Jalapao, happy to have a tarp and blankets to help them stay warm and dry, awakens from a night of sleep so wonderful that Sandy declares herself to be a sex kitten.

At the immunity challenge, the tribes retrieve huge crates, two members at a time, and then stack the crates to build a staircase that spells out their tribe name. Jerry looks like he’s hurting during the challenge. Timbira gets their crates gathered first, and Erinn takes the lead in assembling them. But they lose some time discussing what goes where, and Jalapao wins.

Right after the challenge, Jerry says “I’m through; I’m finished,” but he later tells the camera that he doesn’t plan to quit and wants to tough it out.

The Timbira tribe gets Brendan up to speed on Jerry’s health, and he says, “That makes it easy,” presumably referring to the decision of who to vote out. Upon realizing that Jerry’s illness may guarantee her safety, Erinn’s face breaks into a relieved smile. A smile that utterly sickens Coach to his core. An evil smile that Coach practices so he can re-create it for the camera and again for Tyson.

I’ve concluded that Coach hates my hometown girl Erinn in the same irrational way that Michael Scott hates Toby Flenderson on The Office. My apologies if you don’t watch The Office, but if you do, use your best Michael Scott voice to say these words that Coach uses when explaining why he can’t exist around Erinn: “I am so true, that existing around people that smile evilly when somebody else is on their knees — it kills me.”

Erinn tells the camera that she wants to be delicate about making sure people are aware that Jerry’s not feeling well. Or in her own words, “You don’t want to be, like, ‘Hey, everybody, Jerry’s sick,’ but you kind of want to be, like, ‘Hey, everybody, Jerry’s sick.'” Tyson, meanwhile, ponders keeping Jerry and blindsiding Erinn, saying, “Anytime there’s a blindside, it’s pretty awesome … I love seeing people cry when you crush their dreams.” As long as that person is eventually Coach, I’m onboard.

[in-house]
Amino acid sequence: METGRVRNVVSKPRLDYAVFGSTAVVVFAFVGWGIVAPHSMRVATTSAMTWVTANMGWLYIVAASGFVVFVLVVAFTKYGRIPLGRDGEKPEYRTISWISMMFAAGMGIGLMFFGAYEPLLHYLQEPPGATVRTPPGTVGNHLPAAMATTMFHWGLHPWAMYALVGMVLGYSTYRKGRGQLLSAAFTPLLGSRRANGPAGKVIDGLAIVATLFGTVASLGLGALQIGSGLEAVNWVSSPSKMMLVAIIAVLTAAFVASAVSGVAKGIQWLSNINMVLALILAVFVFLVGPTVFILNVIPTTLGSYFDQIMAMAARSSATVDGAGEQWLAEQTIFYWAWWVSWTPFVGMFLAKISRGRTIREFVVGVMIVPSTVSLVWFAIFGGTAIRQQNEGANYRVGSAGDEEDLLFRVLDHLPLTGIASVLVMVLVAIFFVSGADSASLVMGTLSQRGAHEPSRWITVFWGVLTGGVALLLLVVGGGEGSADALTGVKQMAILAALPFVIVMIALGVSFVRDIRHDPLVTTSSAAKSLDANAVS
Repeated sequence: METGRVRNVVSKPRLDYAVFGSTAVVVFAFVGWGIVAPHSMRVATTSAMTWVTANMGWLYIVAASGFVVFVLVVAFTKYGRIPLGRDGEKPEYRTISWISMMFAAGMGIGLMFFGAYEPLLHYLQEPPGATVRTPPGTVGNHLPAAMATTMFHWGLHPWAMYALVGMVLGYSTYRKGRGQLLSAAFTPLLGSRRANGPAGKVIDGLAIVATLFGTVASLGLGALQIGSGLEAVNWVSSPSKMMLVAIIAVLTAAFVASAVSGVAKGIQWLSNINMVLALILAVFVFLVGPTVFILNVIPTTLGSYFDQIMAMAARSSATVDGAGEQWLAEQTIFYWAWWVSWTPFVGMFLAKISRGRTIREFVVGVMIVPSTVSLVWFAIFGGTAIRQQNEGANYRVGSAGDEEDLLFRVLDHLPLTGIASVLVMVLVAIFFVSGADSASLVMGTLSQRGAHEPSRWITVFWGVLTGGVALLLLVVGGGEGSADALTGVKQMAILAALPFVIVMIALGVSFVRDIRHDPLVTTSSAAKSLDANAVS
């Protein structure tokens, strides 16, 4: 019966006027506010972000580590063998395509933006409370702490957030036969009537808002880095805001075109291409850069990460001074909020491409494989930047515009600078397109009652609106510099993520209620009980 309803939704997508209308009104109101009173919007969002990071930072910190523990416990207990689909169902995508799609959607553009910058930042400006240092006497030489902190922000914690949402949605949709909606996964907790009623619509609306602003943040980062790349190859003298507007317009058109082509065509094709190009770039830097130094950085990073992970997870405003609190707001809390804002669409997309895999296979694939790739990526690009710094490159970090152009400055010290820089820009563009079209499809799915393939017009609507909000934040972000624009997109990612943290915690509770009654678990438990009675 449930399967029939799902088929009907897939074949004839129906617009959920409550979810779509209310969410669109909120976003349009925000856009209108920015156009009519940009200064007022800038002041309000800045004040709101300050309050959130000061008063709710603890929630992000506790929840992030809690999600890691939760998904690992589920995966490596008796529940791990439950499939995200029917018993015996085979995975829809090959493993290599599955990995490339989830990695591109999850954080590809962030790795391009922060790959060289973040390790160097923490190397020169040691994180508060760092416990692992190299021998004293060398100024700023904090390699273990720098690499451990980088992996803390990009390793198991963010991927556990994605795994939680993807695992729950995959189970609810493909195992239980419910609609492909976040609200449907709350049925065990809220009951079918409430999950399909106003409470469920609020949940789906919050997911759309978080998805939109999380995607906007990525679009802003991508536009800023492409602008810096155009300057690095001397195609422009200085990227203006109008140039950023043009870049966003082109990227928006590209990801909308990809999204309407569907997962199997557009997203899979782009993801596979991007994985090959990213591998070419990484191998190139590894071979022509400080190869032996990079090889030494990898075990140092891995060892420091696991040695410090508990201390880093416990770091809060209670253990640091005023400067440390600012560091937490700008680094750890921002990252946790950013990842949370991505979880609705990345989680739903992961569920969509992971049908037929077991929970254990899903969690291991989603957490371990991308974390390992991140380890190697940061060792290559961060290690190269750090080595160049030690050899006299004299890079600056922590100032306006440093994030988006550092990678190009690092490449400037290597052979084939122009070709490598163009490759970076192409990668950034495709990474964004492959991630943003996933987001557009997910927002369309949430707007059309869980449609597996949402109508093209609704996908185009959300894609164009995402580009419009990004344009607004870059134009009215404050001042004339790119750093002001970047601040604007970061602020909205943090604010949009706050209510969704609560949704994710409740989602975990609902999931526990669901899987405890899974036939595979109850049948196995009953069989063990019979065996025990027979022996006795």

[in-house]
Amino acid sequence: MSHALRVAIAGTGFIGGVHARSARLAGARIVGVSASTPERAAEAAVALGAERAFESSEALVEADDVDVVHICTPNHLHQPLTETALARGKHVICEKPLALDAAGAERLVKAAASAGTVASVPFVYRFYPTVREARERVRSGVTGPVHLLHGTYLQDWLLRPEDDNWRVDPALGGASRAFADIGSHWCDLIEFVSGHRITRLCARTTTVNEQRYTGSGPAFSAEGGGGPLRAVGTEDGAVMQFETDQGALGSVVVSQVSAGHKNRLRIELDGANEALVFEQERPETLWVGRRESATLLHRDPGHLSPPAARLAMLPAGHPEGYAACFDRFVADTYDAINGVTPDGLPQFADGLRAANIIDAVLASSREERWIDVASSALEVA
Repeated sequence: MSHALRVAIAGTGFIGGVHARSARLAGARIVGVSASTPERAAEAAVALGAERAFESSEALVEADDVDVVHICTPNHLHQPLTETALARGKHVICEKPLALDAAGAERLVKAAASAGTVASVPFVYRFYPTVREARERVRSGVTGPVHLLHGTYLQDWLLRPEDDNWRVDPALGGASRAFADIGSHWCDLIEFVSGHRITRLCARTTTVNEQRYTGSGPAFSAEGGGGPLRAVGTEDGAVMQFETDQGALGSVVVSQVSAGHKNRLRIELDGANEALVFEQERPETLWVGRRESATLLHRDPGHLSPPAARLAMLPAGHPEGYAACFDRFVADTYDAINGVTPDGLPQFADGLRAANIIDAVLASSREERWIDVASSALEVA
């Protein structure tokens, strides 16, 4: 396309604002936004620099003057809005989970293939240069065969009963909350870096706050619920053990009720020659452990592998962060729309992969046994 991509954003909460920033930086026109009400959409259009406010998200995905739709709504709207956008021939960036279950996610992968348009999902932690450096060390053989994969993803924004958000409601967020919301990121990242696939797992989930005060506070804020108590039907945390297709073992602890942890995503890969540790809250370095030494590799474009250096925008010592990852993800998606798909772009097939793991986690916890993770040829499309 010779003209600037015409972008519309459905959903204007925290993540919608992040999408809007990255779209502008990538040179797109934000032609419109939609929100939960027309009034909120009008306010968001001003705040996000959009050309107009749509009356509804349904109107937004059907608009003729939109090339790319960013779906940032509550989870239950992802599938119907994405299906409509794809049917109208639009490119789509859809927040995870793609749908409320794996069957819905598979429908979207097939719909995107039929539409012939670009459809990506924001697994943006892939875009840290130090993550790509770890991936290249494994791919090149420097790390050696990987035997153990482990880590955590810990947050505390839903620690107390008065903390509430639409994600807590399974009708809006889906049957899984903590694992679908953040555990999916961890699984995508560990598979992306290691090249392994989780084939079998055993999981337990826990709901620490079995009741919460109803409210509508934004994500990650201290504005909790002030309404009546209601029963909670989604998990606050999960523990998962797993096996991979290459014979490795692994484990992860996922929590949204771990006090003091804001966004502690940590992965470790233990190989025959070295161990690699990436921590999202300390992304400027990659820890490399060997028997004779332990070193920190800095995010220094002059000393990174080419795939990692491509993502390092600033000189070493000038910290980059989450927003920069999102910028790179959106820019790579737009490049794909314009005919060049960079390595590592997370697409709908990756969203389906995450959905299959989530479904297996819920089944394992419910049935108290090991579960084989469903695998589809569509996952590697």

Oh, and Brendan gets fresh with the tree mail statue and lifts up its skirt, finding the hidden immunity idol, which he apparently hides under a rock.

At Tribal Council, Jerry says he thinks their tribe needs a leader, and he suggests Brendan. Probst asks Coach what he thinks about that, and Coach says he’ll play devil’s advocate (Why “advocate”? He’s so good at playing the devil), claiming that he made eye contact with everyone on the truck that first day, and the reason why grabbing supplies went so smoothly was because “I basically told everybody — with my eyes — to get what they needed to get.” (Oh! That’s why Timbira lost the reward challenge: Coach’s magic eyes were covered!) Good grief — the man is so controlling that he believes he’s controlling others’ actions through eye contact. Every single person I know has just become more bearable, by comparison.

Erinn agrees that Brendan would be a better leader than Coach, and there’s talk of Coach being passive-aggressive, not owning his ideas, and possibly having an ego issue (c’est impossible!).

And after poor, sick Jerry sits through all that, he’s voted out. Coach’s vengeance upon his smiling nemesis will have to wait.

Photos: Monty Brinton/CBS © 2009 CBS Broadcasting Inc. All Rights Reserved